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Some skin cancers are more common than others, but three of the most commonly diagnosed types are basal cell carcinoma, squamous cell carcinoma, and malignant melanoma. Kaposi's sarcoma is a rarely-seen type of skin cancer. There are other rare types of skin cancer, some of which include cutaneous T-cell lymphoma and merkel cell carcinoma (MCC).
Melanoma is a very serious form of skin cancer that typically manifests in the form of a raised mole that resembles a birthmark. Quite often, the mole will have raised edges and more than one color. Basal cell carcinoma and squamous cell carcinoma, on the other hand, are not as aggressive as melanoma and can be treated effectively if caught in their early stages. Some of the lesions associated with these types of skin cancer may be scaly and itchy.
MCC is one of the rarest types of skin cancer. The disease afflicts both men and women, and most patients are in their late 50s and early 60s when first diagnosed. A most destructive form of skin cancer, MCC produces lumps on the skin that vary in color. In most cases, the bumps or lesions on the skin produce minor pain.
White blood cells known as T-cell lymphocytes can sometimes turn into cancer. This form of skin cancer is known as cutaneous T-cell lymphoma (CTCL). Most individuals who are afflicted by this type of skin cancer are elderly. Similar to other types of skin cancer, CTCL often appears as red patches that easily flake and peel or cause pain and irritation. Many patients who are diagnosed with this form of skin cancer are treated with chemotherapy drugs.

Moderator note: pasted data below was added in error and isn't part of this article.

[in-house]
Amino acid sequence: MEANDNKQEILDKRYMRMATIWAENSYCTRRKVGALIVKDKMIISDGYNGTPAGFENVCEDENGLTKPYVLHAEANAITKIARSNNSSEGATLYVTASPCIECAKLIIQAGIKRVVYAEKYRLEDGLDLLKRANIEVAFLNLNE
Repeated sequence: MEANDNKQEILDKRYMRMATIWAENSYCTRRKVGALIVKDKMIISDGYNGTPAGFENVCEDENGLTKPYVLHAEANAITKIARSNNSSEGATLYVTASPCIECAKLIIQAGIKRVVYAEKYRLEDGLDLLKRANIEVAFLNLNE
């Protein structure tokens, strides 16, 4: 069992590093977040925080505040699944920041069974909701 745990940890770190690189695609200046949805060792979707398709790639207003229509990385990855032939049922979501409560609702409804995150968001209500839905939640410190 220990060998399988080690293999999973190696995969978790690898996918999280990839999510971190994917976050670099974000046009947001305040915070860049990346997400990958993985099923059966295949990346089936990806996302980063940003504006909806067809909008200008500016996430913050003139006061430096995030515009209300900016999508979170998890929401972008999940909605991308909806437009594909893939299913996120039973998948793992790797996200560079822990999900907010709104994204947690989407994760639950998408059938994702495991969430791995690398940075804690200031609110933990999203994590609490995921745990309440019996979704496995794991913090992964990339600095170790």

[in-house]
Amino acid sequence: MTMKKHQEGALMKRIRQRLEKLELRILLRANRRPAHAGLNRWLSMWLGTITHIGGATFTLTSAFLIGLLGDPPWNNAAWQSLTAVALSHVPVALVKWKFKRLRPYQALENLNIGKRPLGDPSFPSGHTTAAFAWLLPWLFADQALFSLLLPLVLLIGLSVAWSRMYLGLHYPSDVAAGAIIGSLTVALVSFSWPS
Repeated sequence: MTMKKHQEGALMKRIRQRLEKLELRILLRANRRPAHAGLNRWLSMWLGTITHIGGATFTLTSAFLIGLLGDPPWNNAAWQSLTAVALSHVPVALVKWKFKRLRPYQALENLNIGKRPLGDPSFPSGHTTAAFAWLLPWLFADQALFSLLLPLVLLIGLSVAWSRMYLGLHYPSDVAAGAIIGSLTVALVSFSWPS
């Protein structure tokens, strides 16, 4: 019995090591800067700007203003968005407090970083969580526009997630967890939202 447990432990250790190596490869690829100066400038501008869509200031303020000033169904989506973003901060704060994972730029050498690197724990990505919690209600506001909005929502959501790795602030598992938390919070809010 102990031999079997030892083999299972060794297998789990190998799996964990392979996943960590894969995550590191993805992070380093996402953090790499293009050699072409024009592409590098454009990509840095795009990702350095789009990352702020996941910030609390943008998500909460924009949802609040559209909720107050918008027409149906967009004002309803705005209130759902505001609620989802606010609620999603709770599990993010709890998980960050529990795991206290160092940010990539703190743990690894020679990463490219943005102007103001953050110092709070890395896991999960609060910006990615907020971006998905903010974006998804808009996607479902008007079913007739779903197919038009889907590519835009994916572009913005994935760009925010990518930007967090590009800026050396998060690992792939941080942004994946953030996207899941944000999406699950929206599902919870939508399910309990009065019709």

Another uncommon type of skin cancer is called sebaceous gland carcinoma (SGC). This skin cancer typically produces lesions around the eyelid that may bleed. Elderly women develop this skin cancer more often than men. Radiation is the most common treatment for this type of skin cancer. In more aggressive cases, surgery followed by radiation is recommended.
Many types of skin cancer develop on the face and nose more than other body parts. Individuals who do not use a protective sunscreen during long periods of sun exposure may risk developing nose cancer. This type of skin cancer commonly causes blisters and scabs that often bleed or can become infected. Those who notice any unusual contusions or bumps on the nose should consult with a physician.
Skin cancer is becoming more and more common as the kids who were exposed to too much radiation when the ozone layer was thinner grow older and start feeling the effects of the damage. The best way to prevent skin cancer is to be proactive about preventing damage.
Try not to go outside during the hottest parts of the day, and wear sunscreen all year around (even on cloudy days radiation can damage your skin).
Wear sunglasses with the ability to block radiation as well, since skin cancer can even occur on iris of the eye.
This is particularly important for kids, since skin damage when you're young will affect you for years to come.
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